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|Title:||Converting recurrent neural networks to minimal-state deterministic finite automata for deployment on edge devices||Authors:||Hulagadri, Adithya Venkatadri||Keywords:||Engineering::Computer science and engineering||Issue Date:||2022||Publisher:||Nanyang Technological University||Source:||Hulagadri, A. V. (2022). Converting recurrent neural networks to minimal-state deterministic finite automata for deployment on edge devices. Final Year Project (FYP), Nanyang Technological University, Singapore. https://hdl.handle.net/10356/158314||Abstract:||Edge computing for lowlatency internet-of-things (IoT) applications requires more data analysis to occur closer to the data source on edge devices such as micro-controllers, that have limited memory and computational resources. This project’s objective is to outline a generalisable procedure to classify sequential discrete data using recurrent neural networks (RNNs) that are converted into deterministic finite automata (DFAs). Each DFA can always be minimised using Hopcroft’s algorithm to derive an equivalent DFA with the minimum number of states. This leads to a drastic reduction in the memory required to store the model’s parameters. The extraction of the states from the RNN’s memory is achieved using Quantised Binary Networks (QBNs) which are auto-encoders using a binary activation function that forces the RNN to step through discrete memory states. Lower memory requirements also reduce power consumption, enabling longer service life and applications in bio-computing, which is very heat-sensitive. Additionally, the minimum-state DFA can be always be directly implemented as an electrical circuit, leading to simpler hardware for running advanced RNNs on edge devices. This report utilises a sample classification problem with proven quantum memory advantage. A secondary aim of this report is to demonstrate that the optimum classical algorithm identified for the problem can be deduced from popular machine learning methods. The report shows that this project succeeded in doing so, even obtaining the theoretically optimum DFA from the RNN trained using the Torch framework in the python language.||URI:||https://hdl.handle.net/10356/158314||Schools:||School of Computer Science and Engineering||Fulltext Permission:||restricted||Fulltext Availability:||With Fulltext|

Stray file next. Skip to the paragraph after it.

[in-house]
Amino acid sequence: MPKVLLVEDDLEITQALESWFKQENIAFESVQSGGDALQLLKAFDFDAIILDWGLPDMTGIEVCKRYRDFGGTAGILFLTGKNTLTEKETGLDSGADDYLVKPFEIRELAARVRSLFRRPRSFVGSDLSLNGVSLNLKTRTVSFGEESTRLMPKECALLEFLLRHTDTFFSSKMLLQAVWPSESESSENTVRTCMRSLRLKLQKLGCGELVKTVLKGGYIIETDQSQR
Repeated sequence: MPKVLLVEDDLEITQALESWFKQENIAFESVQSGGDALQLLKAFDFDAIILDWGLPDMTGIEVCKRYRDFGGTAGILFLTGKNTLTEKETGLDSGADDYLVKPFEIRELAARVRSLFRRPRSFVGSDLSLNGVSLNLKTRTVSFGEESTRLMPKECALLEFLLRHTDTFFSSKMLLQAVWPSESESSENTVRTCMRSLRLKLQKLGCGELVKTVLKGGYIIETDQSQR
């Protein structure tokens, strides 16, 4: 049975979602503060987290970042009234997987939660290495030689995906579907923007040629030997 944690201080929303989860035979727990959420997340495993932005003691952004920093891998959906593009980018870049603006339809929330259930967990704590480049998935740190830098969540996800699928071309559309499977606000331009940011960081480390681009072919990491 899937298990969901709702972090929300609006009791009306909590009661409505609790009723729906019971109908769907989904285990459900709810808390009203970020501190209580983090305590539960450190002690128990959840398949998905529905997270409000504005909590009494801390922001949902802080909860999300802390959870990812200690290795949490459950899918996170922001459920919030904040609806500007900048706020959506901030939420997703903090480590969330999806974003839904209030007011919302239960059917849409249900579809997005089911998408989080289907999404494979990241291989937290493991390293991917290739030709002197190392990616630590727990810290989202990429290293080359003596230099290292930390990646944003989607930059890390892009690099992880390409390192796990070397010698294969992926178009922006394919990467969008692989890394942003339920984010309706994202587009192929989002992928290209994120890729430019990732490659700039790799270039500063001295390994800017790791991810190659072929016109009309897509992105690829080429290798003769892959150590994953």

|Appears in Collections:||SCSE Student Reports (FYP/IA/PA/PI)|
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Updated on May 31, 2023
Updated on May 31, 2023
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